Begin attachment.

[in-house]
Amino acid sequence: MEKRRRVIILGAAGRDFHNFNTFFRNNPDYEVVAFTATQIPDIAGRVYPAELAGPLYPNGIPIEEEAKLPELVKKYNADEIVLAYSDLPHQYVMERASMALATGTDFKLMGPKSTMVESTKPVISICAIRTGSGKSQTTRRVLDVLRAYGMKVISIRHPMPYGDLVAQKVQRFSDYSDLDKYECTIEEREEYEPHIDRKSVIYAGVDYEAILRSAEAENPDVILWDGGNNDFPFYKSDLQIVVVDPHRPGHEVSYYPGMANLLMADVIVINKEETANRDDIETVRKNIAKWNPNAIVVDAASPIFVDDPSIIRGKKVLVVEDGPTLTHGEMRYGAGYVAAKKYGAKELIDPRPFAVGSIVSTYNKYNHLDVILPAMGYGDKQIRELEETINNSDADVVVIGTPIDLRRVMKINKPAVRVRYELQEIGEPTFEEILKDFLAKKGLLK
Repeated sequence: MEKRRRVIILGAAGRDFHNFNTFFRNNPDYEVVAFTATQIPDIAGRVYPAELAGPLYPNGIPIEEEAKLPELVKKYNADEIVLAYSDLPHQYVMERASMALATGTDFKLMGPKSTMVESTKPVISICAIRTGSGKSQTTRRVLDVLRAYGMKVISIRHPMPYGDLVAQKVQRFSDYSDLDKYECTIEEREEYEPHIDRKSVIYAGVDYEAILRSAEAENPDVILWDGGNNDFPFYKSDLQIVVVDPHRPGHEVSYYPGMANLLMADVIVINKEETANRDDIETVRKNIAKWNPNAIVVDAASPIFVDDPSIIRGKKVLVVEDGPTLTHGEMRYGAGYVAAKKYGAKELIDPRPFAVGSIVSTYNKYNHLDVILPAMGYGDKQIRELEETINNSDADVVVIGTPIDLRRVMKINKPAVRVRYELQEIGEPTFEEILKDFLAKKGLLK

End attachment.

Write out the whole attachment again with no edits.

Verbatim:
[in-house]
Amino acid sequence: MEKRRRVIILGAAGRDFHNFNTFFRNNPDYEVVAFTATQIPDIAGRVYPAELAGPLYPNGIPIEEEAKLPELVKKYNADEIVLAYSDLPHQYVMERASMALATGTDFKLMGPKSTMVESTKPVISICAIRTGSGKSQTTRRVLDVLRAYGMKVISIRHPMPYGDLVAQKVQRFSDYSDLDKYECTIEEREEYEPHIDRKSVIYAGVDYEAILRSAEAENPDVILWDGGNNDFPFYKSDLQIVVVDPHRPGHEVSYYPGMANLLMADVIVINKEETANRDDIETVRKNIAKWNPNAIVVDAASPIFVDDPSIIRGKKVLVVEDGPTLTHGEMRYGAGYVAAKKYGAKELIDPRPFAVGSIVSTYNKYNHLDVILPAMGYGDKQIRELEETINNSDADVVVIGTPIDLRRVMKINKPAVRVRYELQEIGEPTFEEILKDFLAKKGLLK
Repeated sequence: MEKRRRVIILGAAGRDFHNFNTFFRNNPDYEVVAFTATQIPDIAGRVYPAELAGPLYPNGIPIEEEAKLPELVKKYNADEIVLAYSDLPHQYVMERASMALATGTDFKLMGPKSTMVESTKPVISICAIRTGSGKSQTTRRVLDVLRAYGMKVISIRHPMPYGDLVAQKVQRFSDYSDLDKYECTIEEREEYEPHIDRKSVIYAGVDYEAILRSAEAENPDVILWDGGNNDFPFYKSDLQIVVVDPHRPGHEVSYYPGMANLLMADVIVINKEETANRDDIETVRKNIAKWNPNAIVVDAASPIFVDDPSIIRGKKVLVVEDGPTLTHGEMRYGAGYVAAKKYGAKELIDPRPFAVGSIVSTYNKYNHLDVILPAMGYGDKQIRELEETINNSDADVVVIGTPIDLRRVMKINKPAVRVRYELQEIGEPTFEEILKDFLAKKGLLK